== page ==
The stage is empty, backdrop projections of transforming light and shapes fill the space as a noise loop continues on repeat. A white guitar rests alone in a chair, mirroring background projections and tracing surges of light on its clean frame. Kaki King enters the stage wearing all white. She sits down in the dark, shadowed against a backdrop of ever changing design, and begins to play. Kaki scratches her guitar with pick in hand and begins to bang, as if it were an instrument of percussion or something of the like. The guitar lights up like a night sky, a kind of exploration through space as if the sky had opened up and only the plucking of strings could be heard. Those who watch are entranced as light bounces off her. Her performance feels like a spiritual or meditative journey, connecting the unconscious and the external world. It is an intertwining of all things present. Abstract projections play on repeat behind her frame as she continues to scratch and drum on the guitar’s body, to loop and layer melodies. Some unspoken calm falls over this body of strangers.
Kaki’s guitar forms an intricate line drawing that is echoed behind her, creating a conversation out of strings. She later announces that the guitar, at times, dictates what we see behind her on the screen; the notes themselves are forming images. Halfway through her set, the xylophone player of Glockabelle joins her in collaboration. Handwritten words are drawn on screen as the xylophone jumps into layers of guitar. “Are you here?” Is written out. The audience screams to answer. As Kaki transitions into her next song, images are now projected onto the body of her guitar. Various photographs of nature, a rollercoaster, and bees buzzing, all projects like a flashback. She picks up the tempo of her picking as the images flash more rapidly, as if the many patterns, encounters, and moments of your life were displayed before your very eyes. It forces you to be present. It is a kind of guided meditation for the here and now, as if she has picked up pieces of the universe and strung them together, creating something hand stitched. These projections are everyday scenes that all of a sudden seem monumental; they gather an increased significance while she plays. The Neck Is A Bridge To The Body is Kaki King speaking through her guitar, while giving it its own voice.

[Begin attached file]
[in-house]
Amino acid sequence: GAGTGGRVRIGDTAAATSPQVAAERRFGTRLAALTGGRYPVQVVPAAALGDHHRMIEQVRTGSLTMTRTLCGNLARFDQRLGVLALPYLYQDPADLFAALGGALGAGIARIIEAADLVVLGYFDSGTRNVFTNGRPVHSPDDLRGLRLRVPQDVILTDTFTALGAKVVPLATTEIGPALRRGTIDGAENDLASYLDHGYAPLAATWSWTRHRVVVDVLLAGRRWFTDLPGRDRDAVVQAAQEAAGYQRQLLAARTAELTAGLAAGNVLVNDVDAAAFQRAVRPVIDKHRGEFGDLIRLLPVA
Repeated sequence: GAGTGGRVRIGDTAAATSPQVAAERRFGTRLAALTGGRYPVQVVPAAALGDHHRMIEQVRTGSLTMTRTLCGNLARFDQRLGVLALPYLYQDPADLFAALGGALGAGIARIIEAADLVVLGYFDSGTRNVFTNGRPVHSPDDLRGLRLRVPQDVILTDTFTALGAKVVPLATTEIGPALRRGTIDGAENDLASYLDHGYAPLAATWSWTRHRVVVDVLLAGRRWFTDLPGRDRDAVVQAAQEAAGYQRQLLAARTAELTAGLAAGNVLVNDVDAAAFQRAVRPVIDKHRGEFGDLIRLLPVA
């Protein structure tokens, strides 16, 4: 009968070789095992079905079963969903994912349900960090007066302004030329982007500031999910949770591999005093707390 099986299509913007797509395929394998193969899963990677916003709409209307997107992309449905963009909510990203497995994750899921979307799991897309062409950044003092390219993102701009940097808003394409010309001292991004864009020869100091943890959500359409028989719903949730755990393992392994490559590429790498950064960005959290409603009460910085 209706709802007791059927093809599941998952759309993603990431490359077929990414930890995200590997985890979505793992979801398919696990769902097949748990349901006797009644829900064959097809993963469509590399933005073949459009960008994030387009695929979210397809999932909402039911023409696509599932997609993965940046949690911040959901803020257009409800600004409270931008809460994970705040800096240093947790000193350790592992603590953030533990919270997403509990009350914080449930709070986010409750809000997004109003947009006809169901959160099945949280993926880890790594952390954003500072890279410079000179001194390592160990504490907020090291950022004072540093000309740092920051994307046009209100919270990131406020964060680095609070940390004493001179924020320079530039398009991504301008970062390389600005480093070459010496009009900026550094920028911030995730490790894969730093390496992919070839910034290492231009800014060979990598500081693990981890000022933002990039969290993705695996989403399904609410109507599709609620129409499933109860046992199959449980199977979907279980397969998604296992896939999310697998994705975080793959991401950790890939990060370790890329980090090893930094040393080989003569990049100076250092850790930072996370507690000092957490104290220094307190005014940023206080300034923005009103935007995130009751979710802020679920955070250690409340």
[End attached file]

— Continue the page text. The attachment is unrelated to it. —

In order to give the guitar its own life, Kaki projects a video about the guitar’s daily adventures, creating its own story and personifying it in film. It is a comedic venture into the inner world of her instrument as the audience erupts in laughter. It is a universal story that emphasizes the importance of being persistent in what you love, no matter what. When the video ends, Kaki takes off the white sunglasses she’s been wearing throughout the night and speaks for the first time. She’s incredibly humble, recites humorous stories of her life, and gives a heartfelt thanks to everyone who is watching her play tonight. She tells the audience to keep doing what we enjoy most, despite what anyone else may say. Before she exits the stage, she sits down to play one more as the audience gazes up with bright eyes. Even I myself feel more at ease with life itself.
Article: Lindsay Skedgell